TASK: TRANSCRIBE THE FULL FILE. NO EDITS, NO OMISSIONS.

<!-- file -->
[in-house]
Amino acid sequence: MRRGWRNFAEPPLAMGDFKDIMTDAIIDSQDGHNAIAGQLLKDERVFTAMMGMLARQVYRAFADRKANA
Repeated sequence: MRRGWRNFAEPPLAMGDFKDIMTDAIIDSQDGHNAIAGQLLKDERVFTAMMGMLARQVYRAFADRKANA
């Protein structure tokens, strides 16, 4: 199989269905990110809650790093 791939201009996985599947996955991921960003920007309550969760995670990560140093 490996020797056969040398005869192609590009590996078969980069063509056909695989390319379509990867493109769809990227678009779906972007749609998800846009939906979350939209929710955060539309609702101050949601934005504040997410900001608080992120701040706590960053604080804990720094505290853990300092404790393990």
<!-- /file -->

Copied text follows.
[in-house]
Amino acid sequence: MRRGWRNFAEPPLAMGDFKDIMTDAIIDSQDGHNAIAGQLLKDERVFTAMMGMLARQVYRAFADRKANA
Repeated sequence: MRRGWRNFAEPPLAMGDFKDIMTDAIIDSQDGHNAIAGQLLKDERVFTAMMGMLARQVYRAFADRKANA
């Protein structure tokens, strides 16, 4: 199989269905990110809650790093 791939201009996985599947996955991921960003920007309550969760995670990560140093 490996020797056969040398005869192609590009590996078969980069063509056909695989390319379509990867493109769809990227678009779906972007749609998800846009939906979350939209929710955060539309609702101050949601934005504040997410900001608080992120701040706590960053604080804990720094505290853990300092404790393990």